9th February 2017
In the morning I went on a free walking tour with Vlad and Henrique, a Brazilian we met at the hostel last night. Well over one hundred of us swarmed into the central square where the tour started. We were divided into English and Spanish groups, subdivided, and set off. Our guide, a young woman studying English language and literature in a Budapest university, brought us through the monuments and sights of the old centre, explaining the history of the city and country as we went.
“Hungary,” she told us, “has fought many wars; and has lost almost all of them.”
The tour began in Pest, the flatter, more densely inhabited region of the city, on the east side of the Danube. We finished in Buda, the more mountainous region to the west, in a hilltop Renaissance fortress overlooking the city. The thick fog was back, obscuring the view. After the tour, the guides told us that they were going to eat in a local canteen, which served traditional Hungarian dishes at good prices, and invited us to join. The canteen was the kind of place a tourist would never find; tucked away in an alley, with no English advertisements pointing towards it. Myself and Henrique ordered the beef and cabbage goulash. Vlad, being vegetarian, got the halušky dumpling soup.
Later in the afternoon, the three of us visited one of the thermal bathhouses for which Budapest is famous. We went to Szechenyi, the largest and most popular of the spas. Szechenyi was built over a century ago. The hot waters which feed the pools arise from a kilometer below the surface, maintaining a steady temperature of thirty-eight Celsius, however cold the outside air may be. Three large pools, two of which are geothermally heated, lie in the central courtyard of a grand manor, the rooms of which are filled with saunas, steam rooms, and plunge pools.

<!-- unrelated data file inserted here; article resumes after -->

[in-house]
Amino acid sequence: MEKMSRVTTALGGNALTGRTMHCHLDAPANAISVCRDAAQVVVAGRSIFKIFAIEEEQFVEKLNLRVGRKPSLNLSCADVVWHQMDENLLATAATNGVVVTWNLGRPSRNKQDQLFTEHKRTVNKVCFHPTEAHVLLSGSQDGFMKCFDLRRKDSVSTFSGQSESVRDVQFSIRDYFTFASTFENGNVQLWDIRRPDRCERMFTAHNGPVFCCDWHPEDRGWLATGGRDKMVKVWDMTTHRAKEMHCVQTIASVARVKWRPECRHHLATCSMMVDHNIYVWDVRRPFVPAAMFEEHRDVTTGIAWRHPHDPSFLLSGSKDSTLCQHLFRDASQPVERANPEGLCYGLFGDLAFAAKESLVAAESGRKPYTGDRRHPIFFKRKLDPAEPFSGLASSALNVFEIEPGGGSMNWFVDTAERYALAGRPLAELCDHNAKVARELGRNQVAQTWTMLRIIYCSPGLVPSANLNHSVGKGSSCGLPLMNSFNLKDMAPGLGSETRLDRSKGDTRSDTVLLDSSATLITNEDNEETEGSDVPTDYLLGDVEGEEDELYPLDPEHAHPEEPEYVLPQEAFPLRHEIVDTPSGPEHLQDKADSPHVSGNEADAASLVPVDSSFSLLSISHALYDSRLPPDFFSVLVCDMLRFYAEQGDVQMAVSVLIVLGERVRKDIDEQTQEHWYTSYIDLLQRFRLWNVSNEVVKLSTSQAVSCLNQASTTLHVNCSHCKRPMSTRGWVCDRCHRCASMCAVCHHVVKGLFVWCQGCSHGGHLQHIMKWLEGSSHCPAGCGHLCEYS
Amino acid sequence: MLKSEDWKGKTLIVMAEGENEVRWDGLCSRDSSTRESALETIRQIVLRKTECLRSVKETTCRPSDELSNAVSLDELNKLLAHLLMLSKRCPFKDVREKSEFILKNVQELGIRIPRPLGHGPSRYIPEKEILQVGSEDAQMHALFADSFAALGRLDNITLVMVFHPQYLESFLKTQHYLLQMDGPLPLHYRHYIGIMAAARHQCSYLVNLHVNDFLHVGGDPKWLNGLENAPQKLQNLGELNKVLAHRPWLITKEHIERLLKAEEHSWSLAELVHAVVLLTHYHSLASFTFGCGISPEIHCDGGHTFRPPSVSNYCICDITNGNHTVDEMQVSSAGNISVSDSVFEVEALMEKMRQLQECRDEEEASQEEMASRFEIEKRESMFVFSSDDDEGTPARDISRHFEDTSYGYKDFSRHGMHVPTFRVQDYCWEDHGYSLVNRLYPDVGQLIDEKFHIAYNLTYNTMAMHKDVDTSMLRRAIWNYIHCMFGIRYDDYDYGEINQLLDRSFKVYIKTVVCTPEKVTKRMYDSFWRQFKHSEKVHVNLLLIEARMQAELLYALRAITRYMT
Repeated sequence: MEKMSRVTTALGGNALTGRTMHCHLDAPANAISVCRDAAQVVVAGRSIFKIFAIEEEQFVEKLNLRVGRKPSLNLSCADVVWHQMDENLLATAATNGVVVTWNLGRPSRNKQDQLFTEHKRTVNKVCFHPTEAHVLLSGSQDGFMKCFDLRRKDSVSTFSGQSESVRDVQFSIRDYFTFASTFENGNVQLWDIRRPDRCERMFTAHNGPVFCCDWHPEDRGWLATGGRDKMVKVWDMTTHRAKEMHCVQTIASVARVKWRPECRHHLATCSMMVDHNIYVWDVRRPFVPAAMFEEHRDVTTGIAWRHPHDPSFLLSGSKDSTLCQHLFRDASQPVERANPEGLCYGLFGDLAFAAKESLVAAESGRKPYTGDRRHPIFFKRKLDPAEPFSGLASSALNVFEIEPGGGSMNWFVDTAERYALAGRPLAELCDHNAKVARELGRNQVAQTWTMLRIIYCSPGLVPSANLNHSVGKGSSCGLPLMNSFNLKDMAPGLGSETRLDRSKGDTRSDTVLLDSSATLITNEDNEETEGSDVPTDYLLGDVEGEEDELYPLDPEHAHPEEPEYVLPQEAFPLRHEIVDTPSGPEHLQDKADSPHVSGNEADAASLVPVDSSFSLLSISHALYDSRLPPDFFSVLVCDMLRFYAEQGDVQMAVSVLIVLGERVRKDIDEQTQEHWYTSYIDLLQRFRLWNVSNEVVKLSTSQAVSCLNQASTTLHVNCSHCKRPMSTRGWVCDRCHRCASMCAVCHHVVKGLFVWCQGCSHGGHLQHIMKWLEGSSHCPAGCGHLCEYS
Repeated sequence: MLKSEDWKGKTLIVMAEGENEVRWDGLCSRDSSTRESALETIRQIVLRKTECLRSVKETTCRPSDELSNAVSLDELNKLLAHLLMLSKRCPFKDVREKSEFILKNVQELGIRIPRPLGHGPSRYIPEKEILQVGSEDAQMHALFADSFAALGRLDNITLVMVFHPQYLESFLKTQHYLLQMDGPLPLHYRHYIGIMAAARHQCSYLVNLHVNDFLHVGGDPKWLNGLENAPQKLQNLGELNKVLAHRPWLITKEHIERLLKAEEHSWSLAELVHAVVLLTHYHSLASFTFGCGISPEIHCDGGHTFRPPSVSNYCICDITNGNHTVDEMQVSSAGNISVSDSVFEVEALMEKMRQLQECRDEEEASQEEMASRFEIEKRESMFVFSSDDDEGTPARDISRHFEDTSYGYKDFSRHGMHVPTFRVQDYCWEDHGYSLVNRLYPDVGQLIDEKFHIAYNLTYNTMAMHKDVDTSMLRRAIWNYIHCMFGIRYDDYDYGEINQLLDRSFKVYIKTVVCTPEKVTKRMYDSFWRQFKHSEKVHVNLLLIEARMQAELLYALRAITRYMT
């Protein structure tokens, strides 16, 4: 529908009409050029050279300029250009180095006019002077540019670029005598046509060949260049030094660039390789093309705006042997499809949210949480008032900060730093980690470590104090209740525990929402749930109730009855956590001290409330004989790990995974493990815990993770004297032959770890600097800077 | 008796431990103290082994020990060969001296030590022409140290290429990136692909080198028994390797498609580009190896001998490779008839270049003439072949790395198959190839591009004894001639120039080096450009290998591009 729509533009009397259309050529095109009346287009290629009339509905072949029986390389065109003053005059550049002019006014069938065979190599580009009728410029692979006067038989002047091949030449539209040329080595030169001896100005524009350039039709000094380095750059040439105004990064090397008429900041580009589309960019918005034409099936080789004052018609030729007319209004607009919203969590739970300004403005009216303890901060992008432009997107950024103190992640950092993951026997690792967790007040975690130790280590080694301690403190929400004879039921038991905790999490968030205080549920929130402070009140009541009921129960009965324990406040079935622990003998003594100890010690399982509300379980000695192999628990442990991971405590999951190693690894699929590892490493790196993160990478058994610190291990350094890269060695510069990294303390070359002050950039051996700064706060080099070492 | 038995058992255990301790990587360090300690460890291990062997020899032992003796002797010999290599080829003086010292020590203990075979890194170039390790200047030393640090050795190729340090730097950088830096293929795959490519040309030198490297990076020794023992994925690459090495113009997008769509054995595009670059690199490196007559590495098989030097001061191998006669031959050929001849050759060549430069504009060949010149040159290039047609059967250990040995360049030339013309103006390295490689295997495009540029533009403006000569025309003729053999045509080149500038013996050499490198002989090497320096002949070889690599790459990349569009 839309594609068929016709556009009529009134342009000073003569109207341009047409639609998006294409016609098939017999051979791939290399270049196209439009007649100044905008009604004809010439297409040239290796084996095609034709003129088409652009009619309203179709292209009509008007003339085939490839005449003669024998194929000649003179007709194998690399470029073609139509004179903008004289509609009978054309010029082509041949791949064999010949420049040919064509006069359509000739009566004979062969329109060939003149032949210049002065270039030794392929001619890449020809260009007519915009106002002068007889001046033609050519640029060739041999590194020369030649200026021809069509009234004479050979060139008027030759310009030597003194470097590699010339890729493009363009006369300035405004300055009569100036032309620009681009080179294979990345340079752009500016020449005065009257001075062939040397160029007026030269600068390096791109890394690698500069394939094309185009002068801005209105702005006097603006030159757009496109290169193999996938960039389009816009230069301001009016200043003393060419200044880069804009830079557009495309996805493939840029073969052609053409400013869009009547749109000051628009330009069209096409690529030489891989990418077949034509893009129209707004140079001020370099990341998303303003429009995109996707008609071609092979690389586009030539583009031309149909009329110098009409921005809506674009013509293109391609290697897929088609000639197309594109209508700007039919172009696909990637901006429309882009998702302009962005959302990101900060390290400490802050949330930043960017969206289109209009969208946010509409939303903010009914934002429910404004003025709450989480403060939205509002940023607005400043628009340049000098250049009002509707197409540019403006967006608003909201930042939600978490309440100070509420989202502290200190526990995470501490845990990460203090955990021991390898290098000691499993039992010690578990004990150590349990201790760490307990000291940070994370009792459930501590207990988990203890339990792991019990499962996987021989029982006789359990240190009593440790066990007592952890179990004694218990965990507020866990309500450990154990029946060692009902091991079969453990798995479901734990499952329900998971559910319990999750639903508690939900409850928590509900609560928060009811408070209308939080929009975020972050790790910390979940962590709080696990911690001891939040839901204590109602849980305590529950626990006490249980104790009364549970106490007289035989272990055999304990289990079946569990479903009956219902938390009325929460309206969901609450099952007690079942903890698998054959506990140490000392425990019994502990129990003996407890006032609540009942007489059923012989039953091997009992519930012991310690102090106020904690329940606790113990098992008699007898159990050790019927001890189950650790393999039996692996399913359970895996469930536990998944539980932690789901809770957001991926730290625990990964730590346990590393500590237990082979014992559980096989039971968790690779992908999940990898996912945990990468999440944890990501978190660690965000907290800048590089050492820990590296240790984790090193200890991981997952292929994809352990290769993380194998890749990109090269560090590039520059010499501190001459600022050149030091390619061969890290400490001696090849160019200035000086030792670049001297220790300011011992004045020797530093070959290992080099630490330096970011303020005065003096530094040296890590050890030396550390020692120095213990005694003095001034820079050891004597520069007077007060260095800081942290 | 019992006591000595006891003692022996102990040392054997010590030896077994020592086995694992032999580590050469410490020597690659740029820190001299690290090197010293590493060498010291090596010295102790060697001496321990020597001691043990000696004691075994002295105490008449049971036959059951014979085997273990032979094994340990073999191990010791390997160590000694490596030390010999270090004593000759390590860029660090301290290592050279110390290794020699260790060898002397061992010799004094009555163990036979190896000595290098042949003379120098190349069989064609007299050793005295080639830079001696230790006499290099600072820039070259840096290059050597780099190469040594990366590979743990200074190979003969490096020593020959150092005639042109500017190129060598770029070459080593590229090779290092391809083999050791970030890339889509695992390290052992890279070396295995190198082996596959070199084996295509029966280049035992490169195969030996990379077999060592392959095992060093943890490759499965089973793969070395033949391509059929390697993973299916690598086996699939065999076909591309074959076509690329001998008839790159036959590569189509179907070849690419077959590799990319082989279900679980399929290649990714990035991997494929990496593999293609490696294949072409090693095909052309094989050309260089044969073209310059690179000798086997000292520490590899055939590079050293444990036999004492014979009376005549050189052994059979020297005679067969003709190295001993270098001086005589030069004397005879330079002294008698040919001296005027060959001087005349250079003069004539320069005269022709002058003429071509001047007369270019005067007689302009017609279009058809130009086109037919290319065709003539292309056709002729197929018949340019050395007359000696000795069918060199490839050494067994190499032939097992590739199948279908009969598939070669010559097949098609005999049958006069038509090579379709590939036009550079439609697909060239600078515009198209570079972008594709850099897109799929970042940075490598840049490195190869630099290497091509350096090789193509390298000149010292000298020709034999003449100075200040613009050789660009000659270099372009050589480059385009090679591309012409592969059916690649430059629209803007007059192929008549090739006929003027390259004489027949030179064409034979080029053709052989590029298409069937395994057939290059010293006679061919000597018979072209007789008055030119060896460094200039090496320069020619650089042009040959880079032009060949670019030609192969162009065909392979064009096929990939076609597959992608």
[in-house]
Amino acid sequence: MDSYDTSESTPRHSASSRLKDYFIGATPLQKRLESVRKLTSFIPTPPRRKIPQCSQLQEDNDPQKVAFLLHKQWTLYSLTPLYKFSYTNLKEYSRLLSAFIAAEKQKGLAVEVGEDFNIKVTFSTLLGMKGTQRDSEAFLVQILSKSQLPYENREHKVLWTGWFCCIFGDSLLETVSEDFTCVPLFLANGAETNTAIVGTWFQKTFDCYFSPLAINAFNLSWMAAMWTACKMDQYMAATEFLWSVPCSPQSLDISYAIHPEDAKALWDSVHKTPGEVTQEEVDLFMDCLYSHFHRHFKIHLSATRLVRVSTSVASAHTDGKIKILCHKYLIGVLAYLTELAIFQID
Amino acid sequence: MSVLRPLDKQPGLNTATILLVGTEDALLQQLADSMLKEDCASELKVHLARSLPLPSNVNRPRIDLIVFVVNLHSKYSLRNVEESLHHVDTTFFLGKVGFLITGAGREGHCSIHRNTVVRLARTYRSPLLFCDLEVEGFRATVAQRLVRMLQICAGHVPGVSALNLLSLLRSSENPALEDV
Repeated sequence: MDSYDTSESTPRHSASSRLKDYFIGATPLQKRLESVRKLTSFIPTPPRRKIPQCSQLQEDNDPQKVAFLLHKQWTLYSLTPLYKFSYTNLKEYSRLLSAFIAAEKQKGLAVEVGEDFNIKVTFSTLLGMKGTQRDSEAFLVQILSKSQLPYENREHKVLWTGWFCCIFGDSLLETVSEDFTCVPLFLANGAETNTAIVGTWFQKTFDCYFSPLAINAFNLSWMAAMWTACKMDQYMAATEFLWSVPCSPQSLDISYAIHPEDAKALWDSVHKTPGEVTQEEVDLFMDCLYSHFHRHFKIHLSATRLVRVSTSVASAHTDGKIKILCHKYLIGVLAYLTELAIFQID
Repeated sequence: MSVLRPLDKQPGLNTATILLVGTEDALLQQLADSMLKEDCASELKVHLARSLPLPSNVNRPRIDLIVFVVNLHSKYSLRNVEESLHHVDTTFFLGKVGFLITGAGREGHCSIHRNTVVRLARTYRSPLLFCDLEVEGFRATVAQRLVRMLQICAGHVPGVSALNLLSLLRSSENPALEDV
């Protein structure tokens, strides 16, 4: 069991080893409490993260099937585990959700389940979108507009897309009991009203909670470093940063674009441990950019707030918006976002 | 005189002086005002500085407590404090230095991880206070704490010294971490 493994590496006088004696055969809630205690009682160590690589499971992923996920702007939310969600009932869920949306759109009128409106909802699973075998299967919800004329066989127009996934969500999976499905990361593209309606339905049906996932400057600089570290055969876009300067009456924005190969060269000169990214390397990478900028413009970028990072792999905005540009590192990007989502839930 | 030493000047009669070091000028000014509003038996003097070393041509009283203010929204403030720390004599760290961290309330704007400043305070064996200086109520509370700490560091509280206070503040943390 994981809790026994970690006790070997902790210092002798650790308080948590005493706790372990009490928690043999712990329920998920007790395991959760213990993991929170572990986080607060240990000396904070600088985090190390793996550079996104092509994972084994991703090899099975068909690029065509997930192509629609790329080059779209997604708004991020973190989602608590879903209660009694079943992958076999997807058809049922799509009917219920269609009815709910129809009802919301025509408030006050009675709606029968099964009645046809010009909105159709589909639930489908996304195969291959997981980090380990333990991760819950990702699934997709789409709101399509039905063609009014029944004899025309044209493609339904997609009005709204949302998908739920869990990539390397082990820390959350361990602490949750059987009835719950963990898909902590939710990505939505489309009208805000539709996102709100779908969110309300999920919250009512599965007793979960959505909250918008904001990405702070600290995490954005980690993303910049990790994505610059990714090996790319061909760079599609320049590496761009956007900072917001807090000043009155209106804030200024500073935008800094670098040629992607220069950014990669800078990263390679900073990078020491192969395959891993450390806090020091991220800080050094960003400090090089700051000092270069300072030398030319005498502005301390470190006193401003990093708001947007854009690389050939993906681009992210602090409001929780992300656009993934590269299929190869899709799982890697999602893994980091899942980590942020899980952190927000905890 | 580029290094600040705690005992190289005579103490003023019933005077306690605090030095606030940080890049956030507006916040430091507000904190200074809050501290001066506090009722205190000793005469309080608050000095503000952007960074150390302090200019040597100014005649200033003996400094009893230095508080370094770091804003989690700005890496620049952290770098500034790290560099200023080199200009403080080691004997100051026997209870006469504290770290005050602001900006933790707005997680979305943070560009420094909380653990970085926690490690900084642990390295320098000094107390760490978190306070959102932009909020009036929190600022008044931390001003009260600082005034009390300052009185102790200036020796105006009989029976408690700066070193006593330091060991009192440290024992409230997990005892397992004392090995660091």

Being early February, the air was cold; almost below freezing. The huge temperature gradient between the heated pools and the atmosphere allowed for large columns of steam to billow from the thermal water. After the sun set, and the floodlights surrounding the pools came on, the rising steam glowed as it floated skywards. We sat in the outdoor pools for a while, admiring the grandeur of the place, before heading inside to explore the labyrinth of smaller rooms. Each sauna or steam room had its own theme. One was brightly lit, with lavender herbs infused with the water vapour. The next was dark, with walls and benches built from old, rustic wood, giving it a strong earthy odour. Some were comfortably warm, where we could lounge on the tiled seats indefinitely. Some were painfully hot, and after a few challenging minutes, we’d find ourselves light-headed and short of breath, and heading for the exit. We spent several hours in the bathhouse, alternating between the outdoor pools and the indoor rooms, quickly making the frigid walk through the cold air which separated them. Eventually, exhausted from being exposed to so many thermal shocks, we decided it was time to leave.